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dbvictoria:

Temporary tattoos could make electronic telepathy and telekinesis possible

Temporary electronic tattoos could soon help people fly drones with only thought and talk seemingly telepathically without speech over smartphones, researchers say. Electrical engineer Todd Coleman at the University of California at San Diego is devising noninvasive means of controlling machines via the mind, techniques virtually everyone might be able to use.

Commanding machines using the brain is no longer the stuff of science fiction. In recent years, brain implants have enabled people to control robotics using only their minds, raising the prospect that one day patients could overcome disabilities using bionic limbs or mechanical exoskeletons.

But brain implants are invasive technologies, probably of use only to people in medical need of them. Instead, Coleman and his team are developing wireless flexible electronics one can apply on the forehead just like temporary tattoos to read brain activity.

"We want something we can use in the coffee shop to have fun," Coleman says.

The devices are less than 100 microns thick, the average diameter of a human hair. They consist of circuitry embedded in a layer or rubbery polyester that allow them to stretch, bend and wrinkle. They are barely visible when placed on skin, making them easy to conceal from others.

The devices can detect electrical signals linked with brain waves, and incorporate solar cells for power and antennas that allow them to communicate wirelessly or receive energy. Other elements can be added as well, like thermal sensors to monitor skin temperature and light detectors to analyze blood oxygen levels.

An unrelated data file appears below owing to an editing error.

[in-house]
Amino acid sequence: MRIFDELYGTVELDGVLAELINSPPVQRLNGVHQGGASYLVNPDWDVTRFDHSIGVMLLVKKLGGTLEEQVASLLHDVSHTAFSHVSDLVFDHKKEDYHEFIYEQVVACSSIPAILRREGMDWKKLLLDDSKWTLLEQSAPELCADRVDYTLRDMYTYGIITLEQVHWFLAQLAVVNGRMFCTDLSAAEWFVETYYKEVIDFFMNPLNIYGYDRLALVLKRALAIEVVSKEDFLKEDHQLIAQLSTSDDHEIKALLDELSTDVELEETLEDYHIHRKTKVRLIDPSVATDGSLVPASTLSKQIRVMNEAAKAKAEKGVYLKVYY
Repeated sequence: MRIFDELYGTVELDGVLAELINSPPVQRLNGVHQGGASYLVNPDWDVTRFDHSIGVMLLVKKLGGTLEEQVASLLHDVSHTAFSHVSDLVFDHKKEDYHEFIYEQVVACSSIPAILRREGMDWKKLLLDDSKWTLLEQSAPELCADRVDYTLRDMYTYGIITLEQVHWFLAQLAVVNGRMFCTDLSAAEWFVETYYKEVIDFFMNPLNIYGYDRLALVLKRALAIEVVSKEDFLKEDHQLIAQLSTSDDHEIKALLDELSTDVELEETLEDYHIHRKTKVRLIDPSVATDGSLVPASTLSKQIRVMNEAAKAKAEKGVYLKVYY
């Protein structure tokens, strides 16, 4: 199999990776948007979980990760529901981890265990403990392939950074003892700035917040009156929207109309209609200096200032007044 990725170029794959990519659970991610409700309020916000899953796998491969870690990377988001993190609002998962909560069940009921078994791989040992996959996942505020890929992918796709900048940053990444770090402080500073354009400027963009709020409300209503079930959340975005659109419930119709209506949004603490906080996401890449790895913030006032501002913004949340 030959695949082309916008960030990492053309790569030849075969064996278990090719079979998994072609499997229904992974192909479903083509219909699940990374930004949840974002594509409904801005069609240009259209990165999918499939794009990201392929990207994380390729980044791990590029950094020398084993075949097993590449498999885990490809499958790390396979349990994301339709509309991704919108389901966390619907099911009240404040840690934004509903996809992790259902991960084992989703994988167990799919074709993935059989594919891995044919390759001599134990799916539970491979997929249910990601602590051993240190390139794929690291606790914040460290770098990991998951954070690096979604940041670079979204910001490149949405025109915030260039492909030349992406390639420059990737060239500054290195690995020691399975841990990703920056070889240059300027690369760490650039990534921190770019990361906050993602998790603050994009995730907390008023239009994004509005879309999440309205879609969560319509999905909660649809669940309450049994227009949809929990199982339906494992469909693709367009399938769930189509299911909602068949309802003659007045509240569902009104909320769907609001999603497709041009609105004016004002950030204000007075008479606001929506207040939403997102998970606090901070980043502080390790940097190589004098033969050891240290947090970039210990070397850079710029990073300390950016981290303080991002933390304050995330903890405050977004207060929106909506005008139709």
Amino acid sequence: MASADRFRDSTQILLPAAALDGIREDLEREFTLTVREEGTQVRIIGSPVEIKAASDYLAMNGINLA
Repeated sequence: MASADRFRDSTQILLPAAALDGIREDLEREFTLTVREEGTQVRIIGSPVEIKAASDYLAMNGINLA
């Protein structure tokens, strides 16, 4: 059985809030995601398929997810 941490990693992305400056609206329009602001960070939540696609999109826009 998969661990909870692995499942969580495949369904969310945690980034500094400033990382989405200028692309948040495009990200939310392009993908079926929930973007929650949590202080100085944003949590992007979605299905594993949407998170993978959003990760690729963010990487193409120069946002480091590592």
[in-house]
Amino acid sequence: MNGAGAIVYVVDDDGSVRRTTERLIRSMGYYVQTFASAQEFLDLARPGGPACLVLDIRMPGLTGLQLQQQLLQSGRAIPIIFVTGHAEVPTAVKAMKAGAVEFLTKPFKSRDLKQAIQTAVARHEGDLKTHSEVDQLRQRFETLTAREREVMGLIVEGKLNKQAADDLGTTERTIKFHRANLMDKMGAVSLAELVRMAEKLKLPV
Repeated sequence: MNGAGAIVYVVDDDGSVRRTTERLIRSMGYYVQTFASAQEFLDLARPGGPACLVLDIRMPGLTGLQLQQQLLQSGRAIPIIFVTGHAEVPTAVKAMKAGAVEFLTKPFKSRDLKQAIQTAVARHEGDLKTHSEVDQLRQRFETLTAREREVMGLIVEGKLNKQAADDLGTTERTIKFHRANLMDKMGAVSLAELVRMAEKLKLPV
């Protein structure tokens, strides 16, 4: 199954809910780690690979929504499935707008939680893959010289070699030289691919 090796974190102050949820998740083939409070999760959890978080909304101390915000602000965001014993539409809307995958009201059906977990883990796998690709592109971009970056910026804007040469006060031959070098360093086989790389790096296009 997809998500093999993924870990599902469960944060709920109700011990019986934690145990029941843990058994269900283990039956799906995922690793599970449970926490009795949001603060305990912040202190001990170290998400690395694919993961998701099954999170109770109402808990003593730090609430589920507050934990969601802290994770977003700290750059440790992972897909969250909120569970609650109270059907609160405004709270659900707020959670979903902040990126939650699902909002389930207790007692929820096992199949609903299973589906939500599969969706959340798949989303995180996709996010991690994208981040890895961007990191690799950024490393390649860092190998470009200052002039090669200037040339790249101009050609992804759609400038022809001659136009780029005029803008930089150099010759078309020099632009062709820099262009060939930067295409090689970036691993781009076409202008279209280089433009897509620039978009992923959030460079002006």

Using the electronic tattoos, Coleman and his colleagues have found they can detect brain signals reflective of mental states, such as recognition of familiar images. One application they are now pursuing is monitoring premature babies to detect the onset of seizures that can lead to epilepsy or brain development problems. The devices are now being commercialized for use as consumer, digital health, medical device, and industrial and defense products by startup MC10 in Cambridge, Mass.

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Awesome.

kaeleira:

Swirly Gloves

I finished my Pieces of Eight Mitts! Looking through some of the diagrams and pictures made it seem a bit daunting at first, but the pattern is very well-written and methodical. I like how the designer warns that anyone who attempts these mitts should be comfortable with the idea of “smoothing out” uneven stitch counts. I know I certainly had to do that a couple times!

I used Patons Kroy Socks in Singin’ the Blues Stripes, which is almost as good as the Starry Night colours I envisioned when I first saw this pattern. I love the alternating blue and grey stripes, and I’m super happy that I was able to start each mitt in about the same spot in the stripe pattern.

Mods: twisted ribbing for the thumbs, slwyif for a clean top edge, added some short rows to the hand to make the fit better for my teeny wrists, flipped the second mitt inside out twice so I could do regular twisted ribbing on both thumbs.

All in all these were quicker than I thought, and just as entertaining as I expected. Thanks for looking!

I want to do this!

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